This leaves us with an account of magic that concerns non-physical substance. Since the role of the non-physical mind is fulfilled by the soul in Rowling’s world, any such theory wanting to avoid confusion would need to posit magic as the relevant non-physical substance. Such an illustration fits nicely to our general perceptions of the magic-user: a physical body mastering a non-physical substance existing either within itself or floating about the external environment. Though this would avert many of the abovementioned issues, the idea would fall immediately to the problem of interaction. We understand a physical substance to be spatially extended; it bears weight, size, form, hardness, and a number of other physical properties. These features allow physical objects to involve themselves with force and contact as a means of affecting others. A non-physical entity, however, is by nature devoid of these properties: it has no weight or size, no form or shape, nor any sort of surface or specific locality. Observing these substance this way raises the question of how such entities hope to interact with one another. How could a physical substance compel a non-physical substance to move, change, or in fact do anything? Non-corporeal substance has no form with which the brain can interact, and seems, therefore, isolated in terms of physical causation. The wizard would in this case be no different to his muggle kin, for he would have no control over, nor any connection with, the magical substance that inheres within him.

3. The Inevitable Role of God

Have we found ourselves in a quandary? We cannot look to the soul for resolution in our attempt to understand the source of a wizard’s magic; nor are we able to adopt any physicalist or dualist account of how the wizard might harness his powers. There is a necessity of an additional ‘something’ to make sense of the phenomena described in the Harry Potter novels, something able to bridge the gap between the wizard and his inherent magical abilities.

Considering the above lacunas in reasoning we might find ourselves tempted to claim the workings of magic beyond our grasp. Perhaps our ideas concerning magic are subject to the limitations of the human psyche. Such a notion would welcome God as our ever-present deus ex machina, whose application would be rather convenient. He would allow for the magical exploits of wizards to proceed without having to adhere to logical reasoning. His presupposed existence would permit physical matter the capacity to carry thoughts from one individual to another, or the power to interact with immaterial substances despite their lack of corporeal form. It could even render things as simple as God granting wizards magical abilities because He wills it so, a prospect that should itself beg no further question.

Though this may seem an unlikely manoeuvre for a philosophical paper, the involvement of God as a panacea for all logical ills has been somewhat common in classical metaphysics. Nicolas Malebranche, for instance, remedied Descartes’ problem of interaction in just such a way. He posited God as the only true causal agent, maintaining that creatures, objects, and even human beings provide only ‘occasions’ for divine action. This was to say all causation is motivated by the active hand of God, which means it is neither subject to probability nor restricted by our perceived laws of physics. In this view, Malebranche was able to validate the interaction of the non-physical mind with the physical body, or, less specifically, the interaction of material and immaterial substances. His use of God’s higher powers allowed Malebranche to avoid the problem of interaction and logically validate his dualistic beliefs; and it may be that we must take similar measures in avoiding the issues raised above.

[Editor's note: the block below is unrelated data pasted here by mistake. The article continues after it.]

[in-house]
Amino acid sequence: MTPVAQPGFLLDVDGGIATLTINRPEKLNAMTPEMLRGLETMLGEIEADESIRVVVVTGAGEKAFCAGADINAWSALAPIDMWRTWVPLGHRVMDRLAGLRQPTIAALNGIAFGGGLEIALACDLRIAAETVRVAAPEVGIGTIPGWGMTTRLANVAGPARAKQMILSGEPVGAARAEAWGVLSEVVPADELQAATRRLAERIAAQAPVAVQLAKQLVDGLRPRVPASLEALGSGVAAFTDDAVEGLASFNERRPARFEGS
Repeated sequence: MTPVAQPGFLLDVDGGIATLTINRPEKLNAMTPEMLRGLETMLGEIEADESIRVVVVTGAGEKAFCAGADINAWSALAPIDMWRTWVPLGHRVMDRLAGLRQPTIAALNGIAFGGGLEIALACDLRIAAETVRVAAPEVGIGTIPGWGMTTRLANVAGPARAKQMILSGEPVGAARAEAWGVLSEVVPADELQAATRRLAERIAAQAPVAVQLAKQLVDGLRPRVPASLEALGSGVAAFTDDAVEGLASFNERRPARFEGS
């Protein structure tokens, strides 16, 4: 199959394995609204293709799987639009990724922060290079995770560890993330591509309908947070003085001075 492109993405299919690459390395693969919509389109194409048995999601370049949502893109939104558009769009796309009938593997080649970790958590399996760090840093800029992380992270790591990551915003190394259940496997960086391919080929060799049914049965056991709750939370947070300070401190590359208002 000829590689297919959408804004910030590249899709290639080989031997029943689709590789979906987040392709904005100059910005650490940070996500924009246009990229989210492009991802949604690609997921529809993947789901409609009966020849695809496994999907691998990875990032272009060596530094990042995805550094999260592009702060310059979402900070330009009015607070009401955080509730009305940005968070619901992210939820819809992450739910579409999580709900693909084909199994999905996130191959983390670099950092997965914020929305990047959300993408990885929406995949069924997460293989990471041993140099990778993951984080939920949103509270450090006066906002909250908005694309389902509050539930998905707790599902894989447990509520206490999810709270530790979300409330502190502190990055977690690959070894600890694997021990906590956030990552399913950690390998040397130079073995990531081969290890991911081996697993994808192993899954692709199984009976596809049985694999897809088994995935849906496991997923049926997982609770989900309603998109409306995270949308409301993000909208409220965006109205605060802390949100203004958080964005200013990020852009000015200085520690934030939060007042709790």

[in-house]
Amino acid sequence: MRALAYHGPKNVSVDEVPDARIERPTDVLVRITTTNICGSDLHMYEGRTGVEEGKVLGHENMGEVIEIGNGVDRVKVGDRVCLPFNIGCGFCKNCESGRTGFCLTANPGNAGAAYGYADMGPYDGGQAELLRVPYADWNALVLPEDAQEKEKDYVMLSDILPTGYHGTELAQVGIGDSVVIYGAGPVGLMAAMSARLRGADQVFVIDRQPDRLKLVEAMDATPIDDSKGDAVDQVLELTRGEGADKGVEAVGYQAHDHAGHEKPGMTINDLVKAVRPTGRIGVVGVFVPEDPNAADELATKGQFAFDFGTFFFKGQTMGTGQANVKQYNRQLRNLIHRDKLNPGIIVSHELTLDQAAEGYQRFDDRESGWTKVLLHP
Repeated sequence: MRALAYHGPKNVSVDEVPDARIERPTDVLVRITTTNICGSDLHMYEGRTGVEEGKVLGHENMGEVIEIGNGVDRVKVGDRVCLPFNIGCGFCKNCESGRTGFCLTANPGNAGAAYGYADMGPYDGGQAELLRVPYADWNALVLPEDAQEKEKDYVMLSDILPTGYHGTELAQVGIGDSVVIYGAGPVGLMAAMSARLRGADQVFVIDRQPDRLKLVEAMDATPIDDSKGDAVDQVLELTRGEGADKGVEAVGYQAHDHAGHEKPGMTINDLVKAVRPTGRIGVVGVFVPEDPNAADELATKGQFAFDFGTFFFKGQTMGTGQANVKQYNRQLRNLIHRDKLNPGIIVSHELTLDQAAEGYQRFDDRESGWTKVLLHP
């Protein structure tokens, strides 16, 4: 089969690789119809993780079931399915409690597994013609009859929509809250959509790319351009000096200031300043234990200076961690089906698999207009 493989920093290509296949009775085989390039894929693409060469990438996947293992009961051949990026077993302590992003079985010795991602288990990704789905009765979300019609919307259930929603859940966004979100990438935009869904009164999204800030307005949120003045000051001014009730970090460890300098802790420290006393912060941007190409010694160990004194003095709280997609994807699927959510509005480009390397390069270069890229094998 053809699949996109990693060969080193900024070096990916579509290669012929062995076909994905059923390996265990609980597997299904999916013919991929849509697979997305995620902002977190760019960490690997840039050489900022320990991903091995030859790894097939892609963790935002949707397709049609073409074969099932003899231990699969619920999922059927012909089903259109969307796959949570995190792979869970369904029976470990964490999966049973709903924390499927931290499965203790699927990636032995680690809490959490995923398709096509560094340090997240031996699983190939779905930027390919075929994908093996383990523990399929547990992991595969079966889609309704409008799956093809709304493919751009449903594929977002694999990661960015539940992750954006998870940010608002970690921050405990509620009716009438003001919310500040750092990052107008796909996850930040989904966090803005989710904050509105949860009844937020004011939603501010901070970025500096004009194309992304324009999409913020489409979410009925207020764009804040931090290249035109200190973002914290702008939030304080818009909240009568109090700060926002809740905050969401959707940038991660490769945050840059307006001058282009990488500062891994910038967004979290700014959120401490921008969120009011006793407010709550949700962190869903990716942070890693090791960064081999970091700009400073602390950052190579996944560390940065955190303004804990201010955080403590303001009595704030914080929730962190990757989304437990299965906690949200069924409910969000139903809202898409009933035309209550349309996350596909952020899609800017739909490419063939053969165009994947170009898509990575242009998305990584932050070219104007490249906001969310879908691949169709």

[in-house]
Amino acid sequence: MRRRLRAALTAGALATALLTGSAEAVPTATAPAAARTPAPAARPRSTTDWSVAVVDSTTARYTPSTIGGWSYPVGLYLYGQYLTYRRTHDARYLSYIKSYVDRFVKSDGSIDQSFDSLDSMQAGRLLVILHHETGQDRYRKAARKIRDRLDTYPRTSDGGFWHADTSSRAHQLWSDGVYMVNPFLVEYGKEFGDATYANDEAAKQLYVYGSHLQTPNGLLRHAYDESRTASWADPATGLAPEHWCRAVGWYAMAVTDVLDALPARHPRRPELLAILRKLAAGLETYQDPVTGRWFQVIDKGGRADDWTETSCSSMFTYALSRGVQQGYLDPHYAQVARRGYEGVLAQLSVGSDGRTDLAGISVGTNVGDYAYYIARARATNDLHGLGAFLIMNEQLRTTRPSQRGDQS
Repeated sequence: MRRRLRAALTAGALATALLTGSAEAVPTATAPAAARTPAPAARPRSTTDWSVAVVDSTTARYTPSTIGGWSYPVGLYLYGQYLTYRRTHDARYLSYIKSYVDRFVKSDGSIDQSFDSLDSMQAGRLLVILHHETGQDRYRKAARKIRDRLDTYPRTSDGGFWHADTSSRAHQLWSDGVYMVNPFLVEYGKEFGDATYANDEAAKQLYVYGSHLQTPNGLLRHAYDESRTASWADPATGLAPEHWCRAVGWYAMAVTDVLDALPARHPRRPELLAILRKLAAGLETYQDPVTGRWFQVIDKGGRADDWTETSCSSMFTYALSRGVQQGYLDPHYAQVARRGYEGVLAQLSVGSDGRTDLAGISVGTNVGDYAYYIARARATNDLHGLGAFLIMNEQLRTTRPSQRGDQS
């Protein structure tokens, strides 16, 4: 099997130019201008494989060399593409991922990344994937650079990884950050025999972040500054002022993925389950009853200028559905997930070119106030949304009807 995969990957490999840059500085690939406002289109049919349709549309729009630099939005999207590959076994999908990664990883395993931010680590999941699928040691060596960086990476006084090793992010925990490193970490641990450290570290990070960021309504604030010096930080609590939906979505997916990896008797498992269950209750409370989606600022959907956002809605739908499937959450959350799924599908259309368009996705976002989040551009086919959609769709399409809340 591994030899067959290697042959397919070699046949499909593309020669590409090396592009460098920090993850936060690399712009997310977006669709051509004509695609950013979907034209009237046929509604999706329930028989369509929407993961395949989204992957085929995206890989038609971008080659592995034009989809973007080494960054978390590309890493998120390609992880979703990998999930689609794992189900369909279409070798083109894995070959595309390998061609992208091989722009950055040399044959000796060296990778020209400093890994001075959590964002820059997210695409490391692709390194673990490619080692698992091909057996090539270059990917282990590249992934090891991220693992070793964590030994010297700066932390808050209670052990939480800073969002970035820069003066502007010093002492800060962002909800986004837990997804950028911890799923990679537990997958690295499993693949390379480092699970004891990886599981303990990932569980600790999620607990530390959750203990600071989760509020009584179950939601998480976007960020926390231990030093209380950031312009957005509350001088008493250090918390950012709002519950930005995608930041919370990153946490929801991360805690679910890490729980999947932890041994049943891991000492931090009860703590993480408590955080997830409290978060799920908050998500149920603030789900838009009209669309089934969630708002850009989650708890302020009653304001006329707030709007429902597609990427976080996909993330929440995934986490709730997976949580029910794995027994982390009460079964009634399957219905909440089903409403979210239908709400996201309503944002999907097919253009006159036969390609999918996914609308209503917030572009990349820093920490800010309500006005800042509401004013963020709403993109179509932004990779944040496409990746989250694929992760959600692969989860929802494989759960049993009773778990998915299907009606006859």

The insinuating of God into Rowling’s world would be of little difficulty considering the books’ numerous references to Christianity. Wizards do, after all, appear to truly mantle themselves in Christian values: their morality focuses on the purity of the soul; they celebrate religious holidays; they seem to conceive of some sort of afterlife; and they even have a mind to recite the occasional biblical scripture. Given the extent to which wizards appear to embrace Christian culture, would it be so unreasonable to posit their magic as contingent on the power of a Christian God? It would not seem so, but whether we are to reckon such equivocation as satisfactory is another question – and one that moves beyond the enterprise of this paper.

To form a finishing thought, then, we might consider whether magic was ever meant to be understood. Do we not conceive of it as a mysterious thing endemic to those adept in the arcane? Would we even recognise magic as such if it were not so strange and unspeakable an enigma? Of course this may simply be the result of our not possessing it; an uninspiring thought, but one with which a mere muggle such as myself must learn to be content.


Works Cited

Bassham, G. (2012). Harry Potter and the Metaphysics of Soul-Splitting. Reason Papers. 21-31.

Kim, J. (2011). Philosophy of Mind. 3rd ed. Boulder: Westview Press. 40.

Lee, S. (2007). Passive Natures and No Representations: Malebranche’s Two ‘Local’ Arguments for Occasionalism. Harvard Review of Philosophy. 15, 72-91.

Lee, S. (2008). Necessary Connections and Continuous Creation: Malebranche’s Two Arguments for Occasionalism. Journal of the History of Philosophy. 46, 539-65.

Robinson, H. (2012). Dualism. Available: http://plato.stanford.edu/archives/win2012/entries/dualism/. Last accessed 04/06/14. Part 2.3.

Rowling, J.K. (1999). Harry Potter and the Prisoner of Azkaban. London: Bloomsbury. 247.

Rowling, J.K. (2004). Harry Potter and the Goblet of Fire. London: Bloomsbury. 213.

Rowling, J.K. (2009). Harry Potter and the Half-Blood Prince. London: Bloomsbury. 497.